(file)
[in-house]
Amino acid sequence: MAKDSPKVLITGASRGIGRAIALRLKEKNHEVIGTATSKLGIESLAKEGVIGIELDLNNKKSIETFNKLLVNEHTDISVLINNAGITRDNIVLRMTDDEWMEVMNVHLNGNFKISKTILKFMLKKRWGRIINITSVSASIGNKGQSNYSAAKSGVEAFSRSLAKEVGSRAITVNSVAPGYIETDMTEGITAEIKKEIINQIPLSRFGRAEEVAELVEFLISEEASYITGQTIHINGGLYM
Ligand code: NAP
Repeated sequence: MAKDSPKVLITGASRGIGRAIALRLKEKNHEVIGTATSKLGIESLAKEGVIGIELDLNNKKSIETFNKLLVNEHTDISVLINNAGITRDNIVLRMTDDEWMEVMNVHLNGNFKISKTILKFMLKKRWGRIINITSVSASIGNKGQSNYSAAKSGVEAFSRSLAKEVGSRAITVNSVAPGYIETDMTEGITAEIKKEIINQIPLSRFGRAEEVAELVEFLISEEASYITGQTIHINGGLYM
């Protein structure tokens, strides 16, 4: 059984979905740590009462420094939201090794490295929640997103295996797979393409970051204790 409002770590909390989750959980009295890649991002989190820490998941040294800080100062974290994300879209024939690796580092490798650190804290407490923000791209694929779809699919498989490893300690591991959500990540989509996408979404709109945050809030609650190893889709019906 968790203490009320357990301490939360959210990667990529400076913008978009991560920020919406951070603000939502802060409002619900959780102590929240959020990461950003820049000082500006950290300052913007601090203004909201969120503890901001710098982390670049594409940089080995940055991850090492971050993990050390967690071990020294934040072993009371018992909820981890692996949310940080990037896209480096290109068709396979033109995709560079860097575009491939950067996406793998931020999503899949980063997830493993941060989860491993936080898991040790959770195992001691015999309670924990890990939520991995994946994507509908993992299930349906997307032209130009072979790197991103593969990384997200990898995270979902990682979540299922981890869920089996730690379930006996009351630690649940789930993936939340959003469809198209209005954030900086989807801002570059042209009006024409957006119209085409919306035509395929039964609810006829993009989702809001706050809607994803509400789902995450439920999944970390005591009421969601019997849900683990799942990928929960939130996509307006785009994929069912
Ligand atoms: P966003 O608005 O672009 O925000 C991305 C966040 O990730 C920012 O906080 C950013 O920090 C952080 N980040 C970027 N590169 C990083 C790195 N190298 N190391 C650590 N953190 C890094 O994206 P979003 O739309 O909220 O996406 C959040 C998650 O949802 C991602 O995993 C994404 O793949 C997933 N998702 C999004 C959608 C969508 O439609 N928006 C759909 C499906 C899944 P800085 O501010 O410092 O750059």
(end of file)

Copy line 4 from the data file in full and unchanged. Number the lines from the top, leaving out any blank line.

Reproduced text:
Repeated sequence: MAKDSPKVLITGASRGIGRAIALRLKEKNHEVIGTATSKLGIESLAKEGVIGIELDLNNKKSIETFNKLLVNEHTDISVLINNAGITRDNIVLRMTDDEWMEVMNVHLNGNFKISKTILKFMLKKRWGRIINITSVSASIGNKGQSNYSAAKSGVEAFSRSLAKEVGSRAITVNSVAPGYIETDMTEGITAEIKKEIINQIPLSRFGRAEEVAELVEFLISEEASYITGQTIHINGGLYM